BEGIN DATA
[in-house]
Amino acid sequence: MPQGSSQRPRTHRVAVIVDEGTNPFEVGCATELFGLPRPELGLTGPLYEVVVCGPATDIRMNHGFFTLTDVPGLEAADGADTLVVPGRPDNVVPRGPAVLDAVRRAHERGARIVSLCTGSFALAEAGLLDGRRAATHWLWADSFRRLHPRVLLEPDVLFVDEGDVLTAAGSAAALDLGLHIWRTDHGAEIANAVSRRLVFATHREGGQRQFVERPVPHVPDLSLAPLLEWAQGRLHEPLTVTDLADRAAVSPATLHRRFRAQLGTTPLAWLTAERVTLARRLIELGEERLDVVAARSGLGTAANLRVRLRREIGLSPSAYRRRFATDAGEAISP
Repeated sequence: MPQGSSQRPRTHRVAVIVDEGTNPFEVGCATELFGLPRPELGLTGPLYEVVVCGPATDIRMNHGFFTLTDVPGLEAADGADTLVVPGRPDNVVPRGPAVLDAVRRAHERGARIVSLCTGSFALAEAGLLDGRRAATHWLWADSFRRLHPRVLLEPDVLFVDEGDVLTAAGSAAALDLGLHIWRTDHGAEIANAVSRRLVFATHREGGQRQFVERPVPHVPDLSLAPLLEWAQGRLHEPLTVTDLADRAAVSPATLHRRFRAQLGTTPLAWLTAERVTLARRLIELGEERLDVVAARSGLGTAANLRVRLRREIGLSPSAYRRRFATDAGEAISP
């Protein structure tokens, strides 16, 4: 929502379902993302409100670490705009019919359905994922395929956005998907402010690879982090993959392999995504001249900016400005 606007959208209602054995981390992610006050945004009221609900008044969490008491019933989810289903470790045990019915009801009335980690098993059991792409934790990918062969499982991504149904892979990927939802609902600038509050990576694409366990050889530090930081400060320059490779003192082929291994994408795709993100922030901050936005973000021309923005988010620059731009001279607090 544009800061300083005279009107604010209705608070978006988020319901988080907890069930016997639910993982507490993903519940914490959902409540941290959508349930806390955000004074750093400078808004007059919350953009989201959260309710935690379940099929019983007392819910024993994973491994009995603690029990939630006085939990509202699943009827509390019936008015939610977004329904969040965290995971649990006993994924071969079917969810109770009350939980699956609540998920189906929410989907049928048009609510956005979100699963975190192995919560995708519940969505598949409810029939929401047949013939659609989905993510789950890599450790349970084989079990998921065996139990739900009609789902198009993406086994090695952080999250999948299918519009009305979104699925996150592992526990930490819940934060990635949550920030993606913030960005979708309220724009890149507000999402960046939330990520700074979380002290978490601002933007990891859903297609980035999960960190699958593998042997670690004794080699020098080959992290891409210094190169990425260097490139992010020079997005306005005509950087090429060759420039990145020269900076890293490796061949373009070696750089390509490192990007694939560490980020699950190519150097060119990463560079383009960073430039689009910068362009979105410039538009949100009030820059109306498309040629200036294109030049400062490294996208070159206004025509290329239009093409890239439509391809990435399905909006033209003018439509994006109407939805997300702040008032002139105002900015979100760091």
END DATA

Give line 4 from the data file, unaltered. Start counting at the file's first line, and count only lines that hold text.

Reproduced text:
């Protein structure tokens, strides 16, 4: 929502379902993302409100670490705009019919359905994922395929956005998907402010690879982090993959392999995504001249900016400005 606007959208209602054995981390992610006050945004009221609900008044969490008491019933989810289903470790045990019915009801009335980690098993059991792409934790990918062969499982991504149904892979990927939802609902600038509050990576694409366990050889530090930081400060320059490779003192082929291994994408795709993100922030901050936005973000021309923005988010620059731009001279607090 544009800061300083005279009107604010209705608070978006988020319901988080907890069930016997639910993982507490993903519940914490959902409540941290959508349930806390955000004074750093400078808004007059919350953009989201959260309710935690379940099929019983007392819910024993994973491994009995603690029990939630006085939990509202699943009827509390019936008015939610977004329904969040965290995971649990006993994924071969079917969810109770009350939980699956609540998920189906929410989907049928048009609510956005979100699963975190192995919560995708519940969505598949409810029939929401047949013939659609989905993510789950890599450790349970084989079990998921065996139990739900009609789902198009993406086994090695952080999250999948299918519009009305979104699925996150592992526990930490819940934060990635949550920030993606913030960005979708309220724009890149507000999402960046939330990520700074979380002290978490601002933007990891859903297609980035999960960190699958593998042997670690004794080699020098080959992290891409210094190169990425260097490139992010020079997005306005005509950087090429060759420039990145020269900076890293490796061949373009070696750089390509490192990007694939560490980020699950190519150097060119990463560079383009960073430039689009910068362009979105410039538009949100009030820059109306498309040629200036294109030049400062490294996208070159206004025509290329239009093409890239439509391809990435399905909006033209003018439509994006109407939805997300702040008032002139105002900015979100760091």